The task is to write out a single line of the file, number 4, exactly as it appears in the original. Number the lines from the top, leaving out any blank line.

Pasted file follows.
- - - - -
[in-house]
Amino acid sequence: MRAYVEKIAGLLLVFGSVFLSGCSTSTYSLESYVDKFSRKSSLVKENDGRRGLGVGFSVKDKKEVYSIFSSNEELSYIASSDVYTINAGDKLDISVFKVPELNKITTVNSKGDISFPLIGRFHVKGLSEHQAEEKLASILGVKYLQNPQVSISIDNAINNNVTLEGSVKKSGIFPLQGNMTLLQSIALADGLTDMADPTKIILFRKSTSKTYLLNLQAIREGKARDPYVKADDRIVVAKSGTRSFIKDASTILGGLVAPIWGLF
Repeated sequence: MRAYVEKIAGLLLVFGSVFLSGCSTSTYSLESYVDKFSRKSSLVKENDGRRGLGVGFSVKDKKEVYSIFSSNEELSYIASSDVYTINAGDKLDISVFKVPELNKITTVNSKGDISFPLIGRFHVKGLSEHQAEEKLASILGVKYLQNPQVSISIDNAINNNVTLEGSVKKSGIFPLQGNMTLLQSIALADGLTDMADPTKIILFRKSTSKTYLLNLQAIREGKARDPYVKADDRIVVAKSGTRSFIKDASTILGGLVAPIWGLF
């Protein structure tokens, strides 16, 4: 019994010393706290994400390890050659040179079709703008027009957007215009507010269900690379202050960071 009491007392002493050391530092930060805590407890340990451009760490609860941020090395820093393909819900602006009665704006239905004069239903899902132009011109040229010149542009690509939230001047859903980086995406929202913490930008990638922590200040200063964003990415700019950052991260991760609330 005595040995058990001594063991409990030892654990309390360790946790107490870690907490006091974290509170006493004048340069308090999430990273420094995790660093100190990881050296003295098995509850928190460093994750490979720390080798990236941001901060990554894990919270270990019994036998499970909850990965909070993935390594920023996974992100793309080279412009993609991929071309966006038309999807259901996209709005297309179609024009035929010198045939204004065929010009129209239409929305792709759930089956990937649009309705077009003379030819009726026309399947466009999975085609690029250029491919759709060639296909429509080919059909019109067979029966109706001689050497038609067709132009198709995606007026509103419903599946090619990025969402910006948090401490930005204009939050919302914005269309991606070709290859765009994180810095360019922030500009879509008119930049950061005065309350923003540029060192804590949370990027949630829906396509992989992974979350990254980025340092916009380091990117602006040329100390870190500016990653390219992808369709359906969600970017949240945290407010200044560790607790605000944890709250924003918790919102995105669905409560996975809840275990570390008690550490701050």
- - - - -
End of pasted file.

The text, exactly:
């Protein structure tokens, strides 16, 4: 019994010393706290994400390890050659040179079709703008027009957007215009507010269900690379202050960071 009491007392002493050391530092930060805590407890340990451009760490609860941020090395820093393909819900602006009665704006239905004069239903899902132009011109040229010149542009690509939230001047859903980086995406929202913490930008990638922590200040200063964003990415700019950052991260991760609330 005595040995058990001594063991409990030892654990309390360790946790107490870690907490006091974290509170006493004048340069308090999430990273420094995790660093100190990881050296003295098995509850928190460093994750490979720390080798990236941001901060990554894990919270270990019994036998499970909850990965909070993935390594920023996974992100793309080279412009993609991929071309966006038309999807259901996209709005297309179609024009035929010198045939204004065929010009129209239409929305792709759930089956990937649009309705077009003379030819009726026309399947466009999975085609690029250029491919759709060639296909429509080919059909019109067979029966109706001689050497038609067709132009198709995606007026509103419903599946090619990025969402910006948090401490930005204009939050919302914005269309991606070709290859765009994180810095360019922030500009879509008119930049950061005065309350923003540029060192804590949370990027949630829906396509992989992974979350990254980025340092916009380091990117602006040329100390870190500016990653390219992808369709359906969600970017949240945290407010200044560790607790605000944890709250924003918790919102995105669905409560996975809840275990570390008690550490701050």